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Date of Award

5-2013

Document Type

Campus Access

Degree Name

Doctor of Philosophy (PhD)

Degree Program

Isenberg School of Management

First Advisor

George R. Milne

Second Advisor

Easwar S. Iyer

Third Advisor

Elizabeth G. Miller

Subject Categories

Marketing

Abstract

In order to satisfy consumers' needs and wants, marketers present consumers with choices of products and services through marketplace exchanges (Bagozzi 1974; 1975). Some products and services offered in marketing exchange are prosocial, forcing consumers to consider social, environmental, and economic attributes in their decision making process (Devinney, Auger, and Eckhardt 2010; Peloza and Shang 2011). Prior research in sustainability gives limited consideration to consumer-centric approaches to prosocial consumption research (Sheth, Sethia, and Srinivas 2011). Equity theory (Adams 1963; 1965), a theoretical framework established in the management literature, serves as an appropriate framework for studying how consumers are predisposed to prosocial consumption choices.

This dissertation fills a gap inherent to the current, reasoned action paradigm of prosocial consumption research by 1) presenting a framework of equity exchange that helps explain prosocial consumption and 2) investigating--with respect to equity exchange--how individual difference dispositions influence prosocial consumption.

This dissertation consists of two essays: In the first essay, "Equity Exchange and Consumer Sensitivity to Prosocial Choices," I present a theory of equity exchange, an operationalized construct of equity exchange--equity exchange sensitivity (Huseman, Hatfield, and Miles 1985; 1987)--and empirical support for equity exchange sensitivity's role in the prosocial consumption literature. In the second essay, "The Role of Equity Exchange Sensitivity in the Price-Perceived Quality Context," I test how equity exchange segments predict prosocial consumption preferences with respect to the price-perceived quality relationship (Levin and Johnson 1984; Rao and Monroe 1989; Zeithaml 1988).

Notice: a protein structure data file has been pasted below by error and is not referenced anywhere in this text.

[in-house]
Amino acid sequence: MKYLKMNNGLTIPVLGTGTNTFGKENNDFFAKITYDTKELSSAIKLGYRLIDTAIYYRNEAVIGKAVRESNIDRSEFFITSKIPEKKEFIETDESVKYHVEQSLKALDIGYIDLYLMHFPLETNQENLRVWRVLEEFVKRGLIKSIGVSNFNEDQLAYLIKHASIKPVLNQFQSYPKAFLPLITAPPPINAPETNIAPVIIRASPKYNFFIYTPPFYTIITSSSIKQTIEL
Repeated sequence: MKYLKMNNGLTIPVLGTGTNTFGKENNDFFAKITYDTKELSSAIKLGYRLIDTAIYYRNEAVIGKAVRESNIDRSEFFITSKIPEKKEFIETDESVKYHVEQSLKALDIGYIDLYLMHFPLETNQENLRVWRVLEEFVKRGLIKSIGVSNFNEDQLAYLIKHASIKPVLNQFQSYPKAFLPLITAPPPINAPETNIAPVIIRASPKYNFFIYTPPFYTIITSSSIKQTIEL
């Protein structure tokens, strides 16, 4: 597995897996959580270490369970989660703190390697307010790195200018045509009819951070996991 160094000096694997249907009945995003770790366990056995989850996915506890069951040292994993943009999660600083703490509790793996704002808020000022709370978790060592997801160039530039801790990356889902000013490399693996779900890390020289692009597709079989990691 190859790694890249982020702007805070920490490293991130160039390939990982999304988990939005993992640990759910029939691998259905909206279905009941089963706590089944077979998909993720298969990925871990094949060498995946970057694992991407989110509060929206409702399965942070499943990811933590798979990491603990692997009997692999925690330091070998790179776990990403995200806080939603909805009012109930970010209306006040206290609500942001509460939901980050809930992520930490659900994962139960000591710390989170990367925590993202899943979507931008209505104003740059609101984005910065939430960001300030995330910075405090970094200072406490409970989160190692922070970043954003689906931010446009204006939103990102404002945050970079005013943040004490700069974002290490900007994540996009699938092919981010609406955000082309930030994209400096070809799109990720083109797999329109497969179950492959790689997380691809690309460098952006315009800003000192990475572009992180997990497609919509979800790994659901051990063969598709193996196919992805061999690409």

This dissertation makes several theoretical and substantive contributions. First, I assess how equity exchange theory can impact how researchers and marketers can take a consumer-centric approach to prosocial consumption behaviors. Second, I review how equity exchange sensitivity segmentation benefits both researchers and marketers in understanding how individual difference dispositions predict prosocial consumption choice. Finally, I present suggestions for future research testing the boundary conditions of equity exchange theory, including the potential to broaden its applicability beyond prosocial consumption to more general consumption decisions.

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